For those of you who don’t know, gutta-percha is a natural latex or rubber originating in Malaysia. Players often applied it to their boots in order to make them harder. (It has many other uses though! Natives in Malaysia use it to craft knife handles and walking sticks and these days, it’s used in root canals!)

The thirteenth rule aimed to make football boots safer in case kicks landed on opposing players shins. Studs were introduced a couple of decades later in 1886. They gave boots more grip in all weather conditions and provided players with more balance. Boots were also being made of thick leather with extra-hardened toes for kicking the ball.

Football Boots in the 20th Century

Football boots only continued to develop as we headed into the 1900s. Early developments are light on the ground due to World War One and the same holds true for the ’40s as well. The ’20s however saw a sudden boom in the manufacture and development of football boots with more and more brands rising up out of the woodwork.

Football Boot Brands

Two of the most famous sporting brands in the world, Adidas and Puma, found their origin together. Adolf and Rudolf Dassler were German brothers who set up their own company together in the 1920s called Gebrüder Dassler Schuhfabrik (Dassler Brothers’ Shoe Factory). They went strong till the end of the 1940s, even making the shoes for the athlete Jesse Owens, four-time gold medalist in the 1936 Olympic Games.

No one really knows what split the Dassler brothers apart.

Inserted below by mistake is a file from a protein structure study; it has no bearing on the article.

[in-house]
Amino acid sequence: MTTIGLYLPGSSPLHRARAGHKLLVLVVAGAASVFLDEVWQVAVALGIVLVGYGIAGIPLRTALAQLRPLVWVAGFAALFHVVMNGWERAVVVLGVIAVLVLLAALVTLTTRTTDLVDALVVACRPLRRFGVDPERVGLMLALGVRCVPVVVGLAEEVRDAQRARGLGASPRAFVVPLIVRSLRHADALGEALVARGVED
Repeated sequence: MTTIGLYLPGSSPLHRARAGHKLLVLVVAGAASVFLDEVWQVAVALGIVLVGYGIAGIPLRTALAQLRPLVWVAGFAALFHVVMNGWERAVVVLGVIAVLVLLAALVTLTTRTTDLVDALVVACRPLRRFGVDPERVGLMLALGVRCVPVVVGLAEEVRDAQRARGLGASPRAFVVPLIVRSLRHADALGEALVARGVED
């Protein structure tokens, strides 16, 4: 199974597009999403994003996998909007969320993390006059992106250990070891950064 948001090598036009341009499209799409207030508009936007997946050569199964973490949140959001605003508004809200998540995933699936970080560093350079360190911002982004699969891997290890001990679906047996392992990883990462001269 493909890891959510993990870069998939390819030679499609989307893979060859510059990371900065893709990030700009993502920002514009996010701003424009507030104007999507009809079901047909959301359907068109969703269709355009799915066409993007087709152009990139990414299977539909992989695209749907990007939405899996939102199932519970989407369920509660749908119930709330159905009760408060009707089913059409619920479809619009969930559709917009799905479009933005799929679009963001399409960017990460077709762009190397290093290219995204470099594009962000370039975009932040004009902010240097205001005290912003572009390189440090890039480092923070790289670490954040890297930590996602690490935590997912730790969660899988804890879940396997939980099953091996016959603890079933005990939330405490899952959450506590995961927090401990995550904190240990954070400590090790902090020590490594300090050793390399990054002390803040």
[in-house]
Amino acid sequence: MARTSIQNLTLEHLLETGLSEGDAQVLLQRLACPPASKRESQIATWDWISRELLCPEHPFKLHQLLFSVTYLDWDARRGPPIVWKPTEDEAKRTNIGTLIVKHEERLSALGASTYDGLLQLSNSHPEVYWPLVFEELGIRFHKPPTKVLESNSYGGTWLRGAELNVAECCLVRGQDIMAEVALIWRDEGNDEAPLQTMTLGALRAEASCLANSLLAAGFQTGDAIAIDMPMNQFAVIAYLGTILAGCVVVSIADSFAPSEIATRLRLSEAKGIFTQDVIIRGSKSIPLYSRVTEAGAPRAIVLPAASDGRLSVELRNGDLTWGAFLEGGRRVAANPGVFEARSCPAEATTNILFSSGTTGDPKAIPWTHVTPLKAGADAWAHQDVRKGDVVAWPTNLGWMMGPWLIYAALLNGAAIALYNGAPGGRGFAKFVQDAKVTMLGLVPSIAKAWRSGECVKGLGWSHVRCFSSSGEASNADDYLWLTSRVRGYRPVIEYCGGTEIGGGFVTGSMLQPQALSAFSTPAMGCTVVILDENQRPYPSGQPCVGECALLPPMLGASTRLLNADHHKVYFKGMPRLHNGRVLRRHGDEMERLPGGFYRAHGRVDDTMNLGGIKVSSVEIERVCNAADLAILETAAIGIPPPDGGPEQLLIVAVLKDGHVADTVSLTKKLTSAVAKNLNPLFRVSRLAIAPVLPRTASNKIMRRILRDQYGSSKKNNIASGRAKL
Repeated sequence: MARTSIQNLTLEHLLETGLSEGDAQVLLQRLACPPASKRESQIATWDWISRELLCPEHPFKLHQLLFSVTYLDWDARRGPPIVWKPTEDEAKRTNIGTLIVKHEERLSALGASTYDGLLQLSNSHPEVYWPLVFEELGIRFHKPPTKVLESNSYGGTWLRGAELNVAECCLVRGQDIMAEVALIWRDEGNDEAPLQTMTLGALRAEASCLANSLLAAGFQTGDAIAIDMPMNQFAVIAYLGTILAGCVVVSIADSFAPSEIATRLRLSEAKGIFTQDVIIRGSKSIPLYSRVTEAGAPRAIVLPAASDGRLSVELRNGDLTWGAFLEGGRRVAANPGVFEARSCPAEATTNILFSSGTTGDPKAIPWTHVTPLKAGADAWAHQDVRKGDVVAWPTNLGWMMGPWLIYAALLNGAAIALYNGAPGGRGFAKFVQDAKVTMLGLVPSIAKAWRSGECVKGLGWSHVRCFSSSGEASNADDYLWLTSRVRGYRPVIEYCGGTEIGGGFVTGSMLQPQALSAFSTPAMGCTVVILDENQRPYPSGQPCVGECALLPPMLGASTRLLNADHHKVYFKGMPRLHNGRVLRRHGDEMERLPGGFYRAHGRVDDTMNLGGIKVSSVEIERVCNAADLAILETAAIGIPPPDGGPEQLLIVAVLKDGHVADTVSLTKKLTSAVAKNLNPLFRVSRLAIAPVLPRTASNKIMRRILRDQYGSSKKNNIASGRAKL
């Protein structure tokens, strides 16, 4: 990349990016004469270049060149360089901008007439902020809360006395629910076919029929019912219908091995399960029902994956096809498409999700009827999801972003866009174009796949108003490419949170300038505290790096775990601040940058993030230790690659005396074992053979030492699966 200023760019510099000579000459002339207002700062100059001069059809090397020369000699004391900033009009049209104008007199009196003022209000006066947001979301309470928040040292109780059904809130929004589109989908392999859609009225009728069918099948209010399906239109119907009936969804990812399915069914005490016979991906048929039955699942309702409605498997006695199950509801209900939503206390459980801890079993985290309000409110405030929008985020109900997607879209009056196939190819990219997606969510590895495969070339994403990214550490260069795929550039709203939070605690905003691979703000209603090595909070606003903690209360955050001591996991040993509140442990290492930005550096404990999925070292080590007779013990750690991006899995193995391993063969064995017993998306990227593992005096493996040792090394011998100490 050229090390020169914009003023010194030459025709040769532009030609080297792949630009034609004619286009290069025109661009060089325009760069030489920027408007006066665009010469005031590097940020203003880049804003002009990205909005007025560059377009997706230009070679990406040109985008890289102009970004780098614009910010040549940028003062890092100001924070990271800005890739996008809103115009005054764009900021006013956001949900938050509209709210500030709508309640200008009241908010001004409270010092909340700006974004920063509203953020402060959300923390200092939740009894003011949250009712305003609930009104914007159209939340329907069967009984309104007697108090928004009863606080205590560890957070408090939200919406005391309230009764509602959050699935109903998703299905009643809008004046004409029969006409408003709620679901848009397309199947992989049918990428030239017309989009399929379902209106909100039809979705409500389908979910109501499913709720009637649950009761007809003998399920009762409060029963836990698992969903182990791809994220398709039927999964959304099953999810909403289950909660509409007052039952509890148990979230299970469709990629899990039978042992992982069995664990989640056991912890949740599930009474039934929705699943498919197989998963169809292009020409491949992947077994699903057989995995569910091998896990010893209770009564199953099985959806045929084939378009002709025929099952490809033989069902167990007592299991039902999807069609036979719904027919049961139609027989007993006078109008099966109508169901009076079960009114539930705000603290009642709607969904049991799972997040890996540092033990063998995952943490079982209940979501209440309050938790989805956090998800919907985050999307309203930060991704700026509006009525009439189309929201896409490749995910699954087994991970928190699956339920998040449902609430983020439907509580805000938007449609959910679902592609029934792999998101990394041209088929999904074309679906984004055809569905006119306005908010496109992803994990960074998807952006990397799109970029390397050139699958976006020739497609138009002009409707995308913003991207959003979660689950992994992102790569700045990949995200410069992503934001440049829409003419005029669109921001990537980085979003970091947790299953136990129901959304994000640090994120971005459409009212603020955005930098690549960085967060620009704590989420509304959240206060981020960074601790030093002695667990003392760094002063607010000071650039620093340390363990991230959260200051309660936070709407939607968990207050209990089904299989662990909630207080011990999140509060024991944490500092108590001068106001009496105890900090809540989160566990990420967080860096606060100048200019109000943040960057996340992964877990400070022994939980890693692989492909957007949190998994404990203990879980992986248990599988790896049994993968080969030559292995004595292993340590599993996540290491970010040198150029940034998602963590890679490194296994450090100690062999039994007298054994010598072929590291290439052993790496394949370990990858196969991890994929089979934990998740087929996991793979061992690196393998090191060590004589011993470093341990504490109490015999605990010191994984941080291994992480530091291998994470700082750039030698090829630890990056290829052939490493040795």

Some say it was an affair, or which of them invented screw-in soccer studs.

The most likely reason for their fallout was an ideological rift with Rudolf being a much more ardent supporter of the Nazis than Adolf, a rift that turned nasty after the war and during denazification.

Their company crumbled and they both went their separate ways. Adolf went on to form Adidas (derived from his first and last name) while Rudolf founded Puma (initially known as Ruda).

Their feud lasted for decades and as far as historians know, the two brothers never reconciled.

They still managed to accomplish some spectacular feats though, when they were still working together.

Adolf started their original business in his mother’s laundry room, making shoes out of army debris.

Later, when Rudolf returned from the First World War and joined him, they became a successful sports shoe company. Adolf was the innovative mind behind the spiked shoe and by 1925, the brothers were also making leather football boots with nailed studs.

The two brothers saw even more success with their individual companies even though it divided their home city. Each brand had its own football club and the town was divided into two clear and separate camps, like 20th century Montagues and Capulets. The two sides even went to different pubs!

Adidas and Puma weren’t the only brands manufacturing football boots in the 20th century though.

Timeline: Football Boot Brands of the 20th Century


Founded in the 1920’s by Antonio Cavalle who handcrafted shoes in Italy


Originally known as Bozeat, a company that handmade its first pair of football boots back in 1905, it was bought by the Jacobson Group and renamed.

Pantofola d’Oro